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Ways to Stop Emotional Eating

Emotional eating is more than downing a pint of ice cream on a bad day. Do you know what your triggers are?

Two women laughing, How to stop emotional eating

 

We joke a lot as a society about eating our feelings, but emotional eating is much more complicated than the heroine in a romantic comedy downing a pint of ice cream. Being able to understand exactly why we’re eating is critical to long-term health.

 

Eating is critical to living, and it also brings a lot of joy to life. Avoiding emotional eating isn’t about taking the joy out of eating, it’s about learning to mindfully make decisions that will help you be healthy and happy. Here are a few key things to keep in mind when making those decisions:  

It’s not just in your head

One of the reasons it’s challenging to control emotional eating is because chemicals in certain foods can lift your spirits. Health journalist Alice Walton says carbohydrates can boost your serotonin levels—the same thing many antidepressants do. Similarly, fatty-acids make people feel less sad. So, it’s not just in your head that food makes you feel better, it’s literally a physical reaction.  

Eating started out as a comfort for every single one of us, since birth. “There's something in the act of eating itself that is inherently calming: Feeding holds a lot of power as a tool for comfort and nurture, which likely goes back to the mother-infant connection,” Walton wrote in The Atlantic.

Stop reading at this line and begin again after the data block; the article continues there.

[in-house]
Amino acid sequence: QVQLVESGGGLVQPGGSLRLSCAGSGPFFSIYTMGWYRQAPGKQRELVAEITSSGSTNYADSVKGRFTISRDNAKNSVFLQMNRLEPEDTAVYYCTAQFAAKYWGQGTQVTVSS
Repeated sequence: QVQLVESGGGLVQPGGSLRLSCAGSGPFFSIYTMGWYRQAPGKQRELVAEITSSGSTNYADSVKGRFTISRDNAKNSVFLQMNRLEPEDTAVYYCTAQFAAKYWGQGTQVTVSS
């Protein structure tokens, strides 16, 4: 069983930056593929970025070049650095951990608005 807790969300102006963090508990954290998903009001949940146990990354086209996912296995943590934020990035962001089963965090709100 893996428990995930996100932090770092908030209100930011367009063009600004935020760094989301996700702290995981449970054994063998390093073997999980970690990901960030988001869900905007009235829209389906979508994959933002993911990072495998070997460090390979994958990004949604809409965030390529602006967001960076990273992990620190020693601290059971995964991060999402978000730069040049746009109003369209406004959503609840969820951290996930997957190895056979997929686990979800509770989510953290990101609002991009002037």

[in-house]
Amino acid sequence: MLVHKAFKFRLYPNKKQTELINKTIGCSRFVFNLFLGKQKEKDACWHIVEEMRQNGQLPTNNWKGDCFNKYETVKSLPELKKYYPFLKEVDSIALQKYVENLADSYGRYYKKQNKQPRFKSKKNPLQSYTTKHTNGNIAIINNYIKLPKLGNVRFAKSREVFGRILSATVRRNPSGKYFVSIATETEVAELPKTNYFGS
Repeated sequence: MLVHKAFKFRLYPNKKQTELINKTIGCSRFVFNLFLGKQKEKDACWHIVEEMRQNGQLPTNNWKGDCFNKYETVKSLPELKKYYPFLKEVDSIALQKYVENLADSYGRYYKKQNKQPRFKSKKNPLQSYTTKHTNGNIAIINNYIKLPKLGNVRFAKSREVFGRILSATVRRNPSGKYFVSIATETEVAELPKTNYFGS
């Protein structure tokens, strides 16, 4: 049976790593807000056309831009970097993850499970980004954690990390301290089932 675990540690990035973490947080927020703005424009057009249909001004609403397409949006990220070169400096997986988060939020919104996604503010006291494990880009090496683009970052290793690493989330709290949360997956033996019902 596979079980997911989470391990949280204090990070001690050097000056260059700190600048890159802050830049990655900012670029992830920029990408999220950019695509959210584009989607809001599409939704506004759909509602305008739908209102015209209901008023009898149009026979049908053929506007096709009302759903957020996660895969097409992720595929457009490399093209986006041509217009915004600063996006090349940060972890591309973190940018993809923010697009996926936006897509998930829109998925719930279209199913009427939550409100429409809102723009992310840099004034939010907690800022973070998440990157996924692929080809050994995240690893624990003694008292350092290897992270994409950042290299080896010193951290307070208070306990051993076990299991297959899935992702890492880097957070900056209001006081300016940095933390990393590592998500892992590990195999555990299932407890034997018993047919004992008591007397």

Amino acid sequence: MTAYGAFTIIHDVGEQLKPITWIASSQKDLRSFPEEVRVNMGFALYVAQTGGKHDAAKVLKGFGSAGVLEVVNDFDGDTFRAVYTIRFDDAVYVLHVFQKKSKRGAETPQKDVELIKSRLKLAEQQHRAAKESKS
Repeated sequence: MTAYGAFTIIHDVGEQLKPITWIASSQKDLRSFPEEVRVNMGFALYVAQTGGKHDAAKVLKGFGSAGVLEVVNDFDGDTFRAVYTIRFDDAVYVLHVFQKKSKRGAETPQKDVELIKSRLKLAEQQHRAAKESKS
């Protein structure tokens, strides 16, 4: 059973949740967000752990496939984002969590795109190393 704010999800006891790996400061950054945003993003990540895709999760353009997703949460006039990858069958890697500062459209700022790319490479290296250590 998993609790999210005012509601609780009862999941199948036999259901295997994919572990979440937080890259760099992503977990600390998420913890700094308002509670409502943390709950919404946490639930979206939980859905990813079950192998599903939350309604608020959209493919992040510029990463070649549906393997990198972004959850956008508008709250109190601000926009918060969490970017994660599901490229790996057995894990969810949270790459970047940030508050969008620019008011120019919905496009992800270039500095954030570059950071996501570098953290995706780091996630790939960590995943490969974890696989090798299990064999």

Identify your motivation

So, step back and evaluate. Our body doesn’t always register stress as stress, but rather hunger. Our body tends to signal hunger when we’re bored, unhappy, or in social situations where others are eating.  

Ask yourself why you want to eat. Are you eating to satisfy stress? Unhappiness? Boredom? Celebration? Or actual hunger? If you’re sitting on the couch craving brownies and ice cream—and nothing else will do—chances are it’s not because you’re hungry. Specific cravings usually mean your desire for food is emotional, whereas having interest in a lot of different foods more likely means you’re physically hungry.

Related: 3 Habits That Can Ruin Your Weight Loss Plan  

Practice mindful eating

Set your phone down, turn off the TV, and focus on your eating. You’re less likely to eat if you pay attention to your food while you eat. Slow down. Think about the taste of each bite. This will give your stomach and brain the time to process that you are eating and communicate when you’re full. And when the full signal comes, listen to it. It’s all too easy to overeat when you’re stressed. 

Find a healthier distraction

Once you’ve identified that you’re most likely eating because of your emotions rather than real hunger, cope with your emotions in a healthier way like going for a walk, writing down your feelings, or sending a thank you text. 

Wait it out

Like many things in life, it’s usually safer to let your emotions settle before you react. Try a healthier distraction (mentioned above) and then consider setting a timer of when you can reevaluate your hunger.  

Related: How Emotions Can Affect Your Heart Health

Be wary of social eating

It’s not realistic to avoid eating with others in a social setting (again, this can be a joyful part of life). However, most people tend to overeat when eating with others because we tend to mirror how people around us eat. To help control how much you eat, focus instead on the conversation and fun happening around you.   

Training your body to eat when it’s hungry takes time and focus, but it has great rewards for your health.  

How do you avoid emotional eating? Tell us on Facebook—we’d love to hear from you.

And while you’re here, check out our other articles on nutrition and diet.      

 

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The content presented here is for your information only. It is not a substitute for professional medical advice, and it should not be used to diagnose or treat a health problem or disease. Please consult your healthcare provider if you have any questions or concerns

 

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